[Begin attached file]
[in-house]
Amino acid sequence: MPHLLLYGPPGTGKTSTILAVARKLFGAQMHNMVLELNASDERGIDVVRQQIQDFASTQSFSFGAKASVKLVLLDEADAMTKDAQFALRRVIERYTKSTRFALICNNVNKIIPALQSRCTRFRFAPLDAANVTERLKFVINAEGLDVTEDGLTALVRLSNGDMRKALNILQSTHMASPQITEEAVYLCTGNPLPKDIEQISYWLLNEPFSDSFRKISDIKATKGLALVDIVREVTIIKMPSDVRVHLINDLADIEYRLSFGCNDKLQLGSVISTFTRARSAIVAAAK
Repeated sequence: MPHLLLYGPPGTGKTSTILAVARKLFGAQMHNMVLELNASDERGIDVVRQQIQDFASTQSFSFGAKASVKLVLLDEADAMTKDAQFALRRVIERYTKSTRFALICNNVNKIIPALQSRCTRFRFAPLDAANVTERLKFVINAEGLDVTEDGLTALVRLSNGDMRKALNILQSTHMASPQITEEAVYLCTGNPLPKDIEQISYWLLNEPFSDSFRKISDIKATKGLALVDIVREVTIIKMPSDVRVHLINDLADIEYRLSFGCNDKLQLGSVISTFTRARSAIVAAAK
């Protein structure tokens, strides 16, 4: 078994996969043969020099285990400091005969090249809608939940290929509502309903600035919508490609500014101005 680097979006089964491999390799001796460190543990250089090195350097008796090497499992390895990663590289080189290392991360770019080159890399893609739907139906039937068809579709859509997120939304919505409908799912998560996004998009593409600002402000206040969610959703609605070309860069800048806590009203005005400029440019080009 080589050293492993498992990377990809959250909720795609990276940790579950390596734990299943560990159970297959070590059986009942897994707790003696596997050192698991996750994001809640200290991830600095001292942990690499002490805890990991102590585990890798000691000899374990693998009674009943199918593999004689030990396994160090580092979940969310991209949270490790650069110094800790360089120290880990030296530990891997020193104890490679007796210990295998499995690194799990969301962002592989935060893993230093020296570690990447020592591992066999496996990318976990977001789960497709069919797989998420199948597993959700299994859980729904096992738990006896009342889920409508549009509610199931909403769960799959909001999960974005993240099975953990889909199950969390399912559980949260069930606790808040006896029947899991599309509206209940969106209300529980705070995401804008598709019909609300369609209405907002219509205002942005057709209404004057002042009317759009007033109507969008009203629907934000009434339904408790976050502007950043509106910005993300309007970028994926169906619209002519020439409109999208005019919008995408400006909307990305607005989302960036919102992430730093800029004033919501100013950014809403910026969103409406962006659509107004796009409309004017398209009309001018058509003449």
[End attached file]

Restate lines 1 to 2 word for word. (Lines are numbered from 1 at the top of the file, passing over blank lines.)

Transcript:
[in-house]
Amino acid sequence: MPHLLLYGPPGTGKTSTILAVARKLFGAQMHNMVLELNASDERGIDVVRQQIQDFASTQSFSFGAKASVKLVLLDEADAMTKDAQFALRRVIERYTKSTRFALICNNVNKIIPALQSRCTRFRFAPLDAANVTERLKFVINAEGLDVTEDGLTALVRLSNGDMRKALNILQSTHMASPQITEEAVYLCTGNPLPKDIEQISYWLLNEPFSDSFRKISDIKATKGLALVDIVREVTIIKMPSDVRVHLINDLADIEYRLSFGCNDKLQLGSVISTFTRARSAIVAAAK